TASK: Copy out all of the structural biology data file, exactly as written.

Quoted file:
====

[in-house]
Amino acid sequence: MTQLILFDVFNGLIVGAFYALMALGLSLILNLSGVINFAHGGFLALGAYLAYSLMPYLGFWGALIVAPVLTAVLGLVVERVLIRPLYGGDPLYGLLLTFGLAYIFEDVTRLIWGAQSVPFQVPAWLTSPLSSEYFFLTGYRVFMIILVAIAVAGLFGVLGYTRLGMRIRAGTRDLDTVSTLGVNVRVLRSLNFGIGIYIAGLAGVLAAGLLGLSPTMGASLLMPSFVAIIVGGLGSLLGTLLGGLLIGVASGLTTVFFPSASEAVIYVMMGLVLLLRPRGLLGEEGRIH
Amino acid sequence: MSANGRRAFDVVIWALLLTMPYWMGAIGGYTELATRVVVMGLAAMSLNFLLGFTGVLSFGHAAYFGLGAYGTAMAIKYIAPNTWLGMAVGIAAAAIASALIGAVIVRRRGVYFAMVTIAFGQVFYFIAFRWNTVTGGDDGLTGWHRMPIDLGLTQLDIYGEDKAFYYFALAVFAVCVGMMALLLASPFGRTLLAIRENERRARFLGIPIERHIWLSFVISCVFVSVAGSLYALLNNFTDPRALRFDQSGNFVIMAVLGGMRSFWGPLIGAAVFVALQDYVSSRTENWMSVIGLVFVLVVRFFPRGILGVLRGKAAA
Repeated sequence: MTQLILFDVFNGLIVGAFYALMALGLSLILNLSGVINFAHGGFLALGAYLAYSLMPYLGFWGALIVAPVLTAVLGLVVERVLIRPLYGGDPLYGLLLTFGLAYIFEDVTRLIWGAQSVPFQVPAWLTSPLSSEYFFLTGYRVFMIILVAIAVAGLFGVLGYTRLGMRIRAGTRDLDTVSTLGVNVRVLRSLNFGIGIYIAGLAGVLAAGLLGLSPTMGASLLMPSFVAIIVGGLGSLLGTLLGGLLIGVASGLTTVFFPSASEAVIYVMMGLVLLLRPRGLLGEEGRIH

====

[in-house]
Amino acid sequence: MTQLILFDVFNGLIVGAFYALMALGLSLILNLSGVINFAHGGFLALGAYLAYSLMPYLGFWGALIVAPVLTAVLGLVVERVLIRPLYGGDPLYGLLLTFGLAYIFEDVTRLIWGAQSVPFQVPAWLTSPLSSEYFFLTGYRVFMIILVAIAVAGLFGVLGYTRLGMRIRAGTRDLDTVSTLGVNVRVLRSLNFGIGIYIAGLAGVLAAGLLGLSPTMGASLLMPSFVAIIVGGLGSLLGTLLGGLLIGVASGLTTVFFPSASEAVIYVMMGLVLLLRPRGLLGEEGRIH
Amino acid sequence: MSANGRRAFDVVIWALLLTMPYWMGAIGGYTELATRVVVMGLAAMSLNFLLGFTGVLSFGHAAYFGLGAYGTAMAIKYIAPNTWLGMAVGIAAAAIASALIGAVIVRRRGVYFAMVTIAFGQVFYFIAFRWNTVTGGDDGLTGWHRMPIDLGLTQLDIYGEDKAFYYFALAVFAVCVGMMALLLASPFGRTLLAIRENERRARFLGIPIERHIWLSFVISCVFVSVAGSLYALLNNFTDPRALRFDQSGNFVIMAVLGGMRSFWGPLIGAAVFVALQDYVSSRTENWMSVIGLVFVLVVRFFPRGILGVLRGKAAA
Repeated sequence: MTQLILFDVFNGLIVGAFYALMALGLSLILNLSGVINFAHGGFLALGAYLAYSLMPYLGFWGALIVAPVLTAVLGLVVERVLIRPLYGGDPLYGLLLTFGLAYIFEDVTRLIWGAQSVPFQVPAWLTSPLSSEYFFLTGYRVFMIILVAIAVAGLFGVLGYTRLGMRIRAGTRDLDTVSTLGVNVRVLRSLNFGIGIYIAGLAGVLAAGLLGLSPTMGASLLMPSFVAIIVGGLGSLLGTLLGGLLIGVASGLTTVFFPSASEAVIYVMMGLVLLLRPRGLLGEEGRIH